Two advertisers still going strong, albeit having diversified over the years, are the Electricity Supply Board and Siemens Electric Lamps & Supplies Ltd (then based on 62 William Street in Dublin).

Engineers Journal – into the future


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An obituary for James A. Butler, ESB assistant chief design engineer, who died suddenly in his home in Pembroke Park, Ballsbridge

In 1946, the editorial states that the Engineers Journal was “intended as a medium for explaining the aims and recording the progress of Cumann na n-Innealtóirí and as a vehicle for the views, aspirations and complaints of the engineers of Ireland”. This remains the same today in the publication’s fortnightly digital format.

The editor adds: “It is hoped that the magazine will prove of interest to all engineers in Ireland. One thing can make it so, and that is the co-operation of members of the profession in supplying articles.”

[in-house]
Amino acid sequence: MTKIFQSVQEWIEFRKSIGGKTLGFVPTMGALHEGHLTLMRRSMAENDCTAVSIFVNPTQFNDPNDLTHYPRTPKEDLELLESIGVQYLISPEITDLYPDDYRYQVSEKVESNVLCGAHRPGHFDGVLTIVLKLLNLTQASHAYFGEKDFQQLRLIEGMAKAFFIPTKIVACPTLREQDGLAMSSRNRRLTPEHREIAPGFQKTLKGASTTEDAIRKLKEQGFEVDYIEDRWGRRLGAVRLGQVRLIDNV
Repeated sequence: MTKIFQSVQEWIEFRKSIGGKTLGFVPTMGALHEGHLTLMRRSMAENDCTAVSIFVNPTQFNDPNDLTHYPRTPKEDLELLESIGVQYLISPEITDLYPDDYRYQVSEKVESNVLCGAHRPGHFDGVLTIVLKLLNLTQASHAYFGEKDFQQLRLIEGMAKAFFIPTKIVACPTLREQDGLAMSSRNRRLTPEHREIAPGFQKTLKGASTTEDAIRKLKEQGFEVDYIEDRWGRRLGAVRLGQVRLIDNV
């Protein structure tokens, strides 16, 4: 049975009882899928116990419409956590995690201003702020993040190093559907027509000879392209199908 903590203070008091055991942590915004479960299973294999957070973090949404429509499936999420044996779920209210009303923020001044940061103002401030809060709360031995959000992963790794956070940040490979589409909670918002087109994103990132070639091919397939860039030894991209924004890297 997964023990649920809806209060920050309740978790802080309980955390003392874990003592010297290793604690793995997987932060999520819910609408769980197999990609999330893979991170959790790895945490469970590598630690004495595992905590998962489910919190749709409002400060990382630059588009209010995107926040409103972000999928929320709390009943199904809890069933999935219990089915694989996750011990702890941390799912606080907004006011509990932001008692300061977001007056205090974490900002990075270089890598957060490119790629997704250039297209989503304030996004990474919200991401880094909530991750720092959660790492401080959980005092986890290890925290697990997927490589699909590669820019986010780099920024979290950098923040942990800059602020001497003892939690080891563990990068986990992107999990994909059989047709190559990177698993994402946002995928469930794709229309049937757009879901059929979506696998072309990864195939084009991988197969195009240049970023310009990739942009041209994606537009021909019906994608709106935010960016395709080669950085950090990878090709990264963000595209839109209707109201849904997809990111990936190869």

This is the only publication for engineers in Ireland and it covers all aspects of engineering – many of which, such as software, electronic, biomedical and chemical, would have been unimaginable to readers in 1946. One can only imagine what will feature in the October 2086 edition.

Let us know your thoughts as we reach our 70th anniversary, whether they are about the October 1946 edition or what you would like to see in future issues. The Engineers Journal is your opportunity to read about developments made by your peers – and also to let them know about your own projects and progress. It is your Journal.

http://www.engineersjournal.ie/wp-content/uploads/2016/10/ej-1946-contents.jpghttp://www.engineersjournal.ie/wp-content/uploads/2016/10/ej-1946-contents-300x300.jpgMary Anne CarriganCivilMissedBord na Móna,Engineers Ireland,ESB,heritage
In October 1946, after a stuttering start, The Engineers Journal first became a regular publication. Two editions had been printed prior to this date – in December 1940 and again a year later – but ‘The Emergency’ and the consequent restrictions on paper put a temporary stop to the...